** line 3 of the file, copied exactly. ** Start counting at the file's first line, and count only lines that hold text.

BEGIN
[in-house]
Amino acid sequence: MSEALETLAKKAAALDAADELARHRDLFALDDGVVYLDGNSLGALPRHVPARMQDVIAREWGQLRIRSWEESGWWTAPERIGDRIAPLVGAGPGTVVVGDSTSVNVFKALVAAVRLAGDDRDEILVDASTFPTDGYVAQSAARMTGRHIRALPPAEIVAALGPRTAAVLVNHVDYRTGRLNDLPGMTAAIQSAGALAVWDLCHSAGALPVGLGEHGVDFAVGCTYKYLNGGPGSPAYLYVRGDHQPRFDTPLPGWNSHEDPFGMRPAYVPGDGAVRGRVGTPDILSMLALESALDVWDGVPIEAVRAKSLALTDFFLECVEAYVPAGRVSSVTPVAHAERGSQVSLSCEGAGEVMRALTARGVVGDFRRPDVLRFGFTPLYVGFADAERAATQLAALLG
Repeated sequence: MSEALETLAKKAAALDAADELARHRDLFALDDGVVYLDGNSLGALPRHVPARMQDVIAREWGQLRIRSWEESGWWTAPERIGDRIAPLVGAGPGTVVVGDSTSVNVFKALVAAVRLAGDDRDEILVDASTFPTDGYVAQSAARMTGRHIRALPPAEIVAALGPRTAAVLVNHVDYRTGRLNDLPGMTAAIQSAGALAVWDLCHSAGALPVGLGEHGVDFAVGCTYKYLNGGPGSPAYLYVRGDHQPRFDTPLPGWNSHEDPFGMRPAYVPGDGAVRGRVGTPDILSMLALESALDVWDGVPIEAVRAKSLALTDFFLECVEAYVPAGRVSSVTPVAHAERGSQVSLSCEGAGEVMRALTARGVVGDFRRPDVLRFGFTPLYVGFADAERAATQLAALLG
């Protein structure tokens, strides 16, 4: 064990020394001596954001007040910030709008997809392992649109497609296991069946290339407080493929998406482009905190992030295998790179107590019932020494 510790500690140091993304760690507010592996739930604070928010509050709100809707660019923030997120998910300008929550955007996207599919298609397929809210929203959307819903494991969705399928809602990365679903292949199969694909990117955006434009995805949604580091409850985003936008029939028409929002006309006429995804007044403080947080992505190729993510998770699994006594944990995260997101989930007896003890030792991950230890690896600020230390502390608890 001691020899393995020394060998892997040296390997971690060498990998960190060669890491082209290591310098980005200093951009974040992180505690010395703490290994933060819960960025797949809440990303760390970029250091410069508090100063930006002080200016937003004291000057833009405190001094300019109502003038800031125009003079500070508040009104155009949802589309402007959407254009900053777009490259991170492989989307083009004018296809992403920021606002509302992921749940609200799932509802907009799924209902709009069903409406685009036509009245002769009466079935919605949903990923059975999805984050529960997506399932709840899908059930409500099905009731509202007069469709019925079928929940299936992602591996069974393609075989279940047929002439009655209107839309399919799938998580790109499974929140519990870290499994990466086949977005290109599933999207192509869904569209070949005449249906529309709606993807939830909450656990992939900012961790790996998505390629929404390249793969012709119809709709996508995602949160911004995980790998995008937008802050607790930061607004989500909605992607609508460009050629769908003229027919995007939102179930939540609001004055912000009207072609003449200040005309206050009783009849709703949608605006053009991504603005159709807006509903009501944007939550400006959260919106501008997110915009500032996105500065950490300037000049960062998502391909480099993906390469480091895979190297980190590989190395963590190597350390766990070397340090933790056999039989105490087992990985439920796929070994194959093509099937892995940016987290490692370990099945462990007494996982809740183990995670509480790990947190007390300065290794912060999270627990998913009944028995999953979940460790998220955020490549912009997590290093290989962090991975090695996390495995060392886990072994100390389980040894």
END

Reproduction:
Repeated sequence: MSEALETLAKKAAALDAADELARHRDLFALDDGVVYLDGNSLGALPRHVPARMQDVIAREWGQLRIRSWEESGWWTAPERIGDRIAPLVGAGPGTVVVGDSTSVNVFKALVAAVRLAGDDRDEILVDASTFPTDGYVAQSAARMTGRHIRALPPAEIVAALGPRTAAVLVNHVDYRTGRLNDLPGMTAAIQSAGALAVWDLCHSAGALPVGLGEHGVDFAVGCTYKYLNGGPGSPAYLYVRGDHQPRFDTPLPGWNSHEDPFGMRPAYVPGDGAVRGRVGTPDILSMLALESALDVWDGVPIEAVRAKSLALTDFFLECVEAYVPAGRVSSVTPVAHAERGSQVSLSCEGAGEVMRALTARGVVGDFRRPDVLRFGFTPLYVGFADAERAATQLAALLG